Bouygues Construction now has 27% female managers in its workforce, which equates to approximately 0.8 points gained each year since the implementation of its gender diversity policy in 2012. The proportion of female managers recruited in the support sectors has reached 48%, meaning almost equal numbers of male and female managers have been hired. The proportion of female Heads of Department and above has doubled in 8 years.
These are good figures, confirmed by a professional equality index which has also been on the rise since 2019 and which is characterised by a clear increase in its weighted average in particular. Units within the Group which were otherwise still ‘below’ the 75-point mark have now managed to attain this. By the end of 2020, all Bouygues Construction’s workforce scope in France had a score of at least 75 points.
The Index is out of 100 points and is calculated on the basis of 5 indicators for companies with more than 250 employees:
- The pay gap between men and women
- The difference in the distribution of individual salary increases
- The difference in the distribution of promotions (only in companies with more than 250 employees)
- Percentage of employees receiving pay rises on their return from maternity leave
- The gender equality among the 10 highest earners
If the Index is below 75 points, the company must implement corrective measures to reach at least 75 points within 3 years.
The proportion of women managers recruited in these sectors has remained constant at 22% since 2012. Through initiatives, in particular with female students, the Group aims to reach a sustainable 30%.
A goal - looking beyond the figures
Above and beyond the figures and requirements, the Group is pursuing a proactive gender diversity policy to meet its ambition to be an inclusive and socially responsible employer.
By investing in all levels of the HR process (recruitment, occupational and geographical mobility, salary changes, training, talent management, etc.), Bouygues Construction is hoping to facilitate the integration, career development and performance of the Group's women, whatever their entity or profession.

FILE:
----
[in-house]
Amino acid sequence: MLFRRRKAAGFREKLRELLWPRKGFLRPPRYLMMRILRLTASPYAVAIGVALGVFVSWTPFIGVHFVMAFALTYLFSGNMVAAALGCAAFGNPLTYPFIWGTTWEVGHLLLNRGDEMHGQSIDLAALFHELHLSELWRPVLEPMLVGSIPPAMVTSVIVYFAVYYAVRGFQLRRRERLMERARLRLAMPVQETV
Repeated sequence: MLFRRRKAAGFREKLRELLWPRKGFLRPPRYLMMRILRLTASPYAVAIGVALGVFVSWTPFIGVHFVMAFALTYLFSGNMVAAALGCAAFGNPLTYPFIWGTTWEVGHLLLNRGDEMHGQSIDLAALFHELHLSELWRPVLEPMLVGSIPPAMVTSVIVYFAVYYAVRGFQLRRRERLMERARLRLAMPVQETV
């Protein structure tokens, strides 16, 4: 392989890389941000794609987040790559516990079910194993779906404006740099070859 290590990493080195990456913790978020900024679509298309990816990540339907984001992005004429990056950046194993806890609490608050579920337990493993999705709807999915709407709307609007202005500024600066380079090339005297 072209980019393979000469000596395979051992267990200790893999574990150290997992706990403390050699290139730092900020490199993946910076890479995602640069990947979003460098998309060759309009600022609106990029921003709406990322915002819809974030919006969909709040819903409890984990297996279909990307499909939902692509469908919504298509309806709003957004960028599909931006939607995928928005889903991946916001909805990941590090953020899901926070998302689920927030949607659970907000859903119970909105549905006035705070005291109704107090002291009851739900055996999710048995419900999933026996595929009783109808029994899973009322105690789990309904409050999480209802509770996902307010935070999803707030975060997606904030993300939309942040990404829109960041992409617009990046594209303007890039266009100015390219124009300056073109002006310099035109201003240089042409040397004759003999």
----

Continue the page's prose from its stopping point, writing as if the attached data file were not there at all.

The policy of gender diversity is centred around the following four main areas of focus (find out more here):
- To contribute to the gender balance in order to increase the recruitment of women. To achieve this, the Group has formed a partnership since 2016 with the ‘ Elles Bougent ’ association which aims to introduce young female students to careers in science and engineering in particular
- To monitor the key indicators and the development in the proportion of women in the company, particularly in operational and managerial functions.
- To train and raise awareness during managerial training courses and mentoring activities in particular.
- To make use of the women’s network. The Welink network enables women to discuss their careers, their aspirations and the obstacles they may encounter, and to benefit from the advice of female employees who have risen through the ranks of the Group.
We have been able to implement tangible actions designed to help women progress within the Group and to support their career development, including the implementation of quantified objectives, the coordination of the Welink women's network, the campaign against sexism and agreements on professional equality between men and women. And there are many other initiatives to come...Isabelle Dubois Wetterwald Director of Diversity & Inclusion
Bouygues Construction, which is aware of these issues (increase in innovation, motivation, loyalty, pride in belonging, visibility of women in positions of responsibility) has included gender equality in management in its monitoring indicators. Gender equality in management will be included in the calculation of executive remuneration. So, there is still a long way to go to achieve gender equality in the Group, but all these initiatives have been implemented by Bouygues Construction so that the objective can become a reality.
Two virtual one-hour conferences are going to be organised to raise awareness of gender issues and to cover questions related to this subject.
Join us on 11 March at 12.30 pm for the sexism awareness-raising conference in partnership with Welink.
On the agenda: What is everyday, harmful sexism? What is the legal framework on sexual violence in the workplace? How do gender stereotypes work and how do they result in sexism?
To join the conference via Teams, click here.
Join us for the second conference ‘Sexism, how to act in the workplace?’ on 17 March at 12.30 pm by clicking here.
On the agenda: Why don't victims speak up? How to stop being a passive witness? How to react as a victim? How to react as a manager?